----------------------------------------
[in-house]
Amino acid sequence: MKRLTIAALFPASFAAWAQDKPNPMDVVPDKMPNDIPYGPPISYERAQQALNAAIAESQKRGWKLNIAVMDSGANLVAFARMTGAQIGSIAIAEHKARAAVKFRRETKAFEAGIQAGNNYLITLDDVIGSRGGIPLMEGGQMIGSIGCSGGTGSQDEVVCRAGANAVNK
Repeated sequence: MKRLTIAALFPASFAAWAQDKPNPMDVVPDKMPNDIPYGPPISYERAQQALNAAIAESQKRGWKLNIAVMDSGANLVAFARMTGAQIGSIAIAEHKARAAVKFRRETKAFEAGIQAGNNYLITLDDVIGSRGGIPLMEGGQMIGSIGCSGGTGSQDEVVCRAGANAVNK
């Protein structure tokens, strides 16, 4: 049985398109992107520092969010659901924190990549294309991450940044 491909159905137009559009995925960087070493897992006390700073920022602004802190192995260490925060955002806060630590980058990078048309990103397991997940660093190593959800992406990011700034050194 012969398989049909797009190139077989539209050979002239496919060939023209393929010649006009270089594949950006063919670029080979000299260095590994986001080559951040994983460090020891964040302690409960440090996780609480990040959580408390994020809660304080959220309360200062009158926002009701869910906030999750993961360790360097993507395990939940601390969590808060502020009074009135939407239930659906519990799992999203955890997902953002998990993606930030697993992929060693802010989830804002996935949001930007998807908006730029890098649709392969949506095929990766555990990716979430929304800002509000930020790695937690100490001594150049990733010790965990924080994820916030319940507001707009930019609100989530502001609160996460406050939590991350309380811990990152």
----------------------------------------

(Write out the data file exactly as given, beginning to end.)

[in-house]
Amino acid sequence: MKRLTIAALFPASFAAWAQDKPNPMDVVPDKMPNDIPYGPPISYERAQQALNAAIAESQKRGWKLNIAVMDSGANLVAFARMTGAQIGSIAIAEHKARAAVKFRRETKAFEAGIQAGNNYLITLDDVIGSRGGIPLMEGGQMIGSIGCSGGTGSQDEVVCRAGANAVNK
Repeated sequence: MKRLTIAALFPASFAAWAQDKPNPMDVVPDKMPNDIPYGPPISYERAQQALNAAIAESQKRGWKLNIAVMDSGANLVAFARMTGAQIGSIAIAEHKARAAVKFRRETKAFEAGIQAGNNYLITLDDVIGSRGGIPLMEGGQMIGSIGCSGGTGSQDEVVCRAGANAVNK
């Protein structure tokens, strides 16, 4: 049985398109992107520092969010659901924190990549294309991450940044 491909159905137009559009995925960087070493897992006390700073920022602004802190192995260490925060955002806060630590980058990078048309990103397991997940660093190593959800992406990011700034050194 012969398989049909797009190139077989539209050979002239496919060939023209393929010649006009270089594949950006063919670029080979000299260095590994986001080559951040994983460090020891964040302690409960440090996780609480990040959580408390994020809660304080959220309360200062009158926002009701869910906030999750993961360790360097993507395990939940601390969590808060502020009074009135939407239930659906519990799992999203955890997902953002998990993606930030697993992929060693802010989830804002996935949001930007998807908006730029890098649709392969949506095929990766555990990716979430929304800002509000930020790695937690100490001594150049990733010790965990924080994820916030319940507001707009930019609100989530502001609160996460406050939590991350309380811990990152």